Another very practical application of this latter embodiment of the invention is in the field of reflecting mirrors where surface quality is of greatest importance. The inventive method provides the capability for forming a high quality reflective surface layer on a substrate of less than optical quality. For example, an article of fused silica of less than optical quality can be coated with a thin layer of fused silica or TiO2 -SiO2 glass of optical quality disposed in accordance with the inventive method. Upon polishing, that layer will exhibit a reflective surface of very high character.
U.S. Pat. No. 2,239,551 discloses the general method of preparing glass bodies by thermally decomposing a gaseous mixture of glass-forming compounds in a flame of combustible gas and subsequently consolidating (vitrifying) the resultant mixture of deposited oxides. The thrust of the invention was the production of seals for the lead-in wires used in quartz glass lamps. The patent recites a number of thermally decomposable compounds useful as starting materials including methyl silicate, methyl borate, aluminum chloride, silicon tetrachloride, and boron fluoride. The patent also observes that alkali metal oxides and second group oxides of the Periodic Table may be introduced into the glass product by employing thermally decomposable compounds, noting specifically the use of organometallic compounds for that purpose. The vitrification of the deposited oxide particles is carried out by either using the depositing flame itself at a sufficiently high temperature or by subsequently heating the whole deposit of oxide particles as a single unit.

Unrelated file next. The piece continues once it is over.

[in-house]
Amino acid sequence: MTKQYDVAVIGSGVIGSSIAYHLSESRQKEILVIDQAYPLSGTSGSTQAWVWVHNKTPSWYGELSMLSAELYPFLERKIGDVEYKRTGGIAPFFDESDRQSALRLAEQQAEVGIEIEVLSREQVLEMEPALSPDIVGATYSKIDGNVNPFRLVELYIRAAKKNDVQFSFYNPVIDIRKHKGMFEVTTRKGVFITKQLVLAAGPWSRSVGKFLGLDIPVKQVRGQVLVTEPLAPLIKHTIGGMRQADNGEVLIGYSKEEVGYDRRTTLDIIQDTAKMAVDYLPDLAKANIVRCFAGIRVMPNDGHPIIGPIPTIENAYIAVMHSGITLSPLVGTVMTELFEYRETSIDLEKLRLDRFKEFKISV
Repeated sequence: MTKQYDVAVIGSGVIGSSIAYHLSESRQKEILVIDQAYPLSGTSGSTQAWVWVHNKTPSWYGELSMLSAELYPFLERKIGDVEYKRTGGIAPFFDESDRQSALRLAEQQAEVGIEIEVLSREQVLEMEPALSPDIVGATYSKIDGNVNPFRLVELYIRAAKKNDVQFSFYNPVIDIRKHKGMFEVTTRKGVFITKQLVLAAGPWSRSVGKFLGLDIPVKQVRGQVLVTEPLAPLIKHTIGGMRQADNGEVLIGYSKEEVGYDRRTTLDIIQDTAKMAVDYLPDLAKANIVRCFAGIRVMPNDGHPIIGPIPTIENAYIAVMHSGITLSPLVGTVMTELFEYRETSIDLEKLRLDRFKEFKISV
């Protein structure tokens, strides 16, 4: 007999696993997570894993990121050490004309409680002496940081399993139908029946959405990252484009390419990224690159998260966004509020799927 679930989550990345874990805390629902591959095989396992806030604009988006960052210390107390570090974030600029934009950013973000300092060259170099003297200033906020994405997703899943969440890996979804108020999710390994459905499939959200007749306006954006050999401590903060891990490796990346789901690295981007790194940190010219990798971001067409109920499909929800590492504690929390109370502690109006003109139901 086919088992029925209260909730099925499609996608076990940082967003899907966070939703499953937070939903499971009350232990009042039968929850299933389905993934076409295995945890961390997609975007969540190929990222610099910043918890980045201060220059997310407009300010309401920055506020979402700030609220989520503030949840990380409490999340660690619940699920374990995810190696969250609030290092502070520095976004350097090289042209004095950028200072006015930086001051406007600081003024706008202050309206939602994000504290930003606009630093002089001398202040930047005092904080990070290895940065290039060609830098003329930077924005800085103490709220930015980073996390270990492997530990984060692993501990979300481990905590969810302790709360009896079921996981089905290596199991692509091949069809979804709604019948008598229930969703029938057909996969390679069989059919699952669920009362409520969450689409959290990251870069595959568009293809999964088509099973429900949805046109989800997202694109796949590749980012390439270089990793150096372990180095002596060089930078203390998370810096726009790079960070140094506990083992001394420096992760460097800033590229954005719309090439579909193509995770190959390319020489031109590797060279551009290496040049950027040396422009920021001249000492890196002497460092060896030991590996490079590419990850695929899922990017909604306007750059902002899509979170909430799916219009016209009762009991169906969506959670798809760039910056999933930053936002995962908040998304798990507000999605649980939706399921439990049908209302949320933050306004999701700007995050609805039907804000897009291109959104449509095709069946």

Because the patent was concerned with very small deposits of silica-containing materials, there could be no awareness of the problems encountered in the production of large masses of fused silica-containing glasses. Moreover, there was not even a suggestion of consolidating the deposited oxides through the use of a source of heat uniformly concentrated across the breadth of the deposit, but focussed only over a relatively small area thereof.
U.S. Pat. No. 2,326,059 also describes the general method of producing glass articles by thermally decomposing a gaseous mixture of glass-forming compounds in a flow of combustible gas and thereafter consolidating (vitrifying) the resultant mixture of deposited oxides. The compositions were limited to products containing 5-11% TiO2 and 89-95% SiO2 with the optional inclusion of Al2 O3 and/or ZrO2. The three-step method disclosed consisting of depositing an amorphous deposit or preform of TiO2 -SiO2 particles on a support, removing the preform from the support, and consolidating the preform in a furnace.
There is no description of consolidating the soot deposit by applying a source of heat essentially immediately after the soot has been deposited, the source of heat being uniformly focussed across the breadth of the soot deposit, but only over a relatively small area thereof.